mini konbini toronto

Toronto's secret Japanese convenience store is so popular they're always sold out

A secret new Toronto pop-up with a Japanese convenience store theme has gained so much popularity they're selling out on the regular.

Mini Konbini deals in fare like katsu sandos, fried chicken, miso soup, onigiri, dorayaki, mini corn dogs, hanami dango (traditionally eaten during the spring) and other small snacks the likes of which you might find at a corner shop in Japan.

A konbini is a one-stop shop in Japan that's typically open late at night.

The first pop-up was a cash-only affair at Mark's Pizzas on Sept. 27, 2020. Another followed on Nov. 29, and not long after that a fried chicken holiday family meal for Dec. 23 sold out.

"I was blown away by the response, with people lining up around the block," Aiden Tranquada, the one-man operation behind Mini Konbini, tells blogTO.

"My first popup, in September 2020, sold out in a few hours. My second sold out even faster."

Tranquada first visited Tokyo in 2015 as part of a band for a metal music festival and then went again on vacation in 2017, and fell in love with it. He decided move there in 2019 to live and work for a year, at famous izakaya Gonpachi in Shibuya, Tokyo where he trained as a yakitori chef, and later at Michelin-starred Lurra in Kyoto.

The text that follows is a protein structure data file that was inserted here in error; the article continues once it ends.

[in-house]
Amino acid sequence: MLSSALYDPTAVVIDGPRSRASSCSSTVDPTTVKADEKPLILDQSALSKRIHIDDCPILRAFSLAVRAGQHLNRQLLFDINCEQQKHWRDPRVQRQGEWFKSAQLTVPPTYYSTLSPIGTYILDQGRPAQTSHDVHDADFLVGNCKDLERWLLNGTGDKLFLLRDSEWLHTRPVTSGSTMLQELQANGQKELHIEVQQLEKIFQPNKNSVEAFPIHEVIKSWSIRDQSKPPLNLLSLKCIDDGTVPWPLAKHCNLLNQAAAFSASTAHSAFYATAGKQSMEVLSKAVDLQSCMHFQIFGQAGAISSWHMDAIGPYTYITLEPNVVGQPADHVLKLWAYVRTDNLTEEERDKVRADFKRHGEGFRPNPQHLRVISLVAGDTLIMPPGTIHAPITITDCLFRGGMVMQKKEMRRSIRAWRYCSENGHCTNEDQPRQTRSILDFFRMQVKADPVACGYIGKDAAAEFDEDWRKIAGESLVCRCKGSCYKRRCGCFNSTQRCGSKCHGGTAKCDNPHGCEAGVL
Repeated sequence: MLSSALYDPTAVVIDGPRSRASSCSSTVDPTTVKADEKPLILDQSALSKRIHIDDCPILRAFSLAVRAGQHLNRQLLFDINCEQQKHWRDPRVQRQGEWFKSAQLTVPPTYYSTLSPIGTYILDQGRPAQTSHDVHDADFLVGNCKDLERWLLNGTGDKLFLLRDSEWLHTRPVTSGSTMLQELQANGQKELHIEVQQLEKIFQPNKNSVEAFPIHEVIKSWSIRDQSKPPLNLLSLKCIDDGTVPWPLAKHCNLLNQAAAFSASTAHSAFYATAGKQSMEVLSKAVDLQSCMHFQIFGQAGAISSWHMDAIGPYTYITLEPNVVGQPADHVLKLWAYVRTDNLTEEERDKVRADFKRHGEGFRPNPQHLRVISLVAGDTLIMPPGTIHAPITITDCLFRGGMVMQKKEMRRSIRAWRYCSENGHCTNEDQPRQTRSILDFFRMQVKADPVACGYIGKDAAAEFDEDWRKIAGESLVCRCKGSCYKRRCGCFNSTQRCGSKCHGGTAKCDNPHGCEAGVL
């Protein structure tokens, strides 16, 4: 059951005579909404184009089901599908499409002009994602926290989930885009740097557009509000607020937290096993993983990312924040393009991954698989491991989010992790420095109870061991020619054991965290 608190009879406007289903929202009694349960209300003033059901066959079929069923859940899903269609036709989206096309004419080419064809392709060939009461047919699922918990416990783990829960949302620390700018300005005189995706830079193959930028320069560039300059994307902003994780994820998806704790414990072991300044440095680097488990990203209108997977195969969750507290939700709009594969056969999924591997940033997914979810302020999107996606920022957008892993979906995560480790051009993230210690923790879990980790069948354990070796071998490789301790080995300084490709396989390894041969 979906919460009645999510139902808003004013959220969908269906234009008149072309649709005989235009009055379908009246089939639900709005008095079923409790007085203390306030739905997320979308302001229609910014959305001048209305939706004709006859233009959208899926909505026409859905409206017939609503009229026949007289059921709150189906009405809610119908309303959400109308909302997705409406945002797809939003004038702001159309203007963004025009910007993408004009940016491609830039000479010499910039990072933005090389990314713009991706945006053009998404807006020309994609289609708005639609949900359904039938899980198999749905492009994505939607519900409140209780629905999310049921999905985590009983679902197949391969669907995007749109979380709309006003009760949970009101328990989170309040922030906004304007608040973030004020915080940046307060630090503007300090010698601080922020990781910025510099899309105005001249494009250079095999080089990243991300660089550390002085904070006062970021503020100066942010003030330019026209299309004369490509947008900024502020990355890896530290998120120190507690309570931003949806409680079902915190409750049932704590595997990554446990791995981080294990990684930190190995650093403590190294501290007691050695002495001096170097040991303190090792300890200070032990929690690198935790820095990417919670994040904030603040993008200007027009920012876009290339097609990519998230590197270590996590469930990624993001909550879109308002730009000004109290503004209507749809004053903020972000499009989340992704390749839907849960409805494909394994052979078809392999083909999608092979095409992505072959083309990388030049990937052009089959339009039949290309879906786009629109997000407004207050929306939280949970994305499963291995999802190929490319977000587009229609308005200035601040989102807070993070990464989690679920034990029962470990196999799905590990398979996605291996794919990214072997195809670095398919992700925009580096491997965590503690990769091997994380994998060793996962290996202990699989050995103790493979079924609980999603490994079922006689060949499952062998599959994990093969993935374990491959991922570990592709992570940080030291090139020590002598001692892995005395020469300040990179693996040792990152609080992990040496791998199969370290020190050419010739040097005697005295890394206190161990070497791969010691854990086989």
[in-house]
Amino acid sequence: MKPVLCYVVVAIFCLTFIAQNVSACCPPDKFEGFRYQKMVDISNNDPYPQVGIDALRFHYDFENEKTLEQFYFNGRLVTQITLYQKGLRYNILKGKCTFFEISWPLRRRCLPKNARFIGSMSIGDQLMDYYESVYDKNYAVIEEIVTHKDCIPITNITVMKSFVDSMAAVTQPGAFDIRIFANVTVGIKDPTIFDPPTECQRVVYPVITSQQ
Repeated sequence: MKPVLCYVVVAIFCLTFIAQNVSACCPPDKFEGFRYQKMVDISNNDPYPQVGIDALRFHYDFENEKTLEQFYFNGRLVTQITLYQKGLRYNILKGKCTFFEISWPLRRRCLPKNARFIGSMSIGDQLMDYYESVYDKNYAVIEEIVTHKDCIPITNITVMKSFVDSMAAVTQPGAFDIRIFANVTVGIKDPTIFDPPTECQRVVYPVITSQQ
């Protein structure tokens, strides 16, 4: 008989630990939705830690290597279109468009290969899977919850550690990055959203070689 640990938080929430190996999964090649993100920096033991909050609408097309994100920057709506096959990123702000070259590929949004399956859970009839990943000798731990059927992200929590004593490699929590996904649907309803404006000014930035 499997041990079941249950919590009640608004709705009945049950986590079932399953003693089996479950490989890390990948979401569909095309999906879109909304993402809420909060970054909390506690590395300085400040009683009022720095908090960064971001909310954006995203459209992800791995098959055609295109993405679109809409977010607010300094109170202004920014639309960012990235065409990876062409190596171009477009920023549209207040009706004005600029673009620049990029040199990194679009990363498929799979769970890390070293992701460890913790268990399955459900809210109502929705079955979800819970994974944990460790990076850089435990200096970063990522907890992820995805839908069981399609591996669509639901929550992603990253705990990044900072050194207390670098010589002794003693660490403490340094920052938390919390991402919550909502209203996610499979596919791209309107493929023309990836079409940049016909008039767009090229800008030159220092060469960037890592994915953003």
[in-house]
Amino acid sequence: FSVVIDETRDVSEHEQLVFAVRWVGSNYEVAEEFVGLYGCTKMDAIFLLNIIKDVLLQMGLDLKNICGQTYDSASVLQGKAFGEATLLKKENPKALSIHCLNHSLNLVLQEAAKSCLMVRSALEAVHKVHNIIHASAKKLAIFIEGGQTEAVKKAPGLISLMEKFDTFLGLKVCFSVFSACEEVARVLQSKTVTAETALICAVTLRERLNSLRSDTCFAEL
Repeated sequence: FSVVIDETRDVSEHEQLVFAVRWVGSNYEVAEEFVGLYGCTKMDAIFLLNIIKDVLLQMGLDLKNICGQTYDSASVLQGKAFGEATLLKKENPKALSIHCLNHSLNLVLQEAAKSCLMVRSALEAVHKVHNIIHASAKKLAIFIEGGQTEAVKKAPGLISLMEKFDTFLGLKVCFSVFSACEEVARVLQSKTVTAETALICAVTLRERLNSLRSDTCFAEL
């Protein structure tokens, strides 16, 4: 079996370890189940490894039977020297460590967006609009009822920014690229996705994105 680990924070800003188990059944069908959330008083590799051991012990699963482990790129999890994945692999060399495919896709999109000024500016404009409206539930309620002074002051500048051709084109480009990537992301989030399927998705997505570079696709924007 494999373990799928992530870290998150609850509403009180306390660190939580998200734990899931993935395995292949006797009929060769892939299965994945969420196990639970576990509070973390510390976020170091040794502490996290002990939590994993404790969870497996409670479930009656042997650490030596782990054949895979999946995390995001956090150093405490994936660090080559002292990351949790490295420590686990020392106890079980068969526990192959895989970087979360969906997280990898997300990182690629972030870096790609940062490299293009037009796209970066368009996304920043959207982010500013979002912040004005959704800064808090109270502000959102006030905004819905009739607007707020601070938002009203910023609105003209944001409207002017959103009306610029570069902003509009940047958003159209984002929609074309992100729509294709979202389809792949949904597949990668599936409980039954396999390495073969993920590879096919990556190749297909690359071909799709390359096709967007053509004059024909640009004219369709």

"Those in the hospitality industry know that convenience can be a big factor in what you eat after a 15-hour shift," he says. "I often survived on konbini food."

"But unlike the day-old hot dogs and taquitos in North American convenience stores, Japanese konbini offer a seemingly endless variety of delicious and affordable onigiri, amazing fried chicken, healthy soups, all sorts of sandwiches, pastries and even fresh produce."

COVID-19 broke out while Tranquada was in Japan and he was forced to come back to Toronto, but he brought back the inspiration of the convenient yet high quality food that had sustained him.

"I wanted to bring this concept to Canada in the form of a pop-up and really just have fun with it," he says.

He thought it would be a one-off, but he soon saw how the business model was perfectly suited to the takeout-only restrictions restaurants had to abide by during the pandemic and how he kept selling out, so he made it a full-time project.

The next pop-up is Apr. 30, and this time it's at Tallboys and only one item (the katsu sando) is available, as Tranquada thought it would be easier to accommodate more people that way. Still, preorders sold out in 48 hours.

Tranquada is looking to eventually open up his own kitchen and storefront, so more people will be able to get their hands on his konbini eats in the future.

Lead photo by

Mini Konbini


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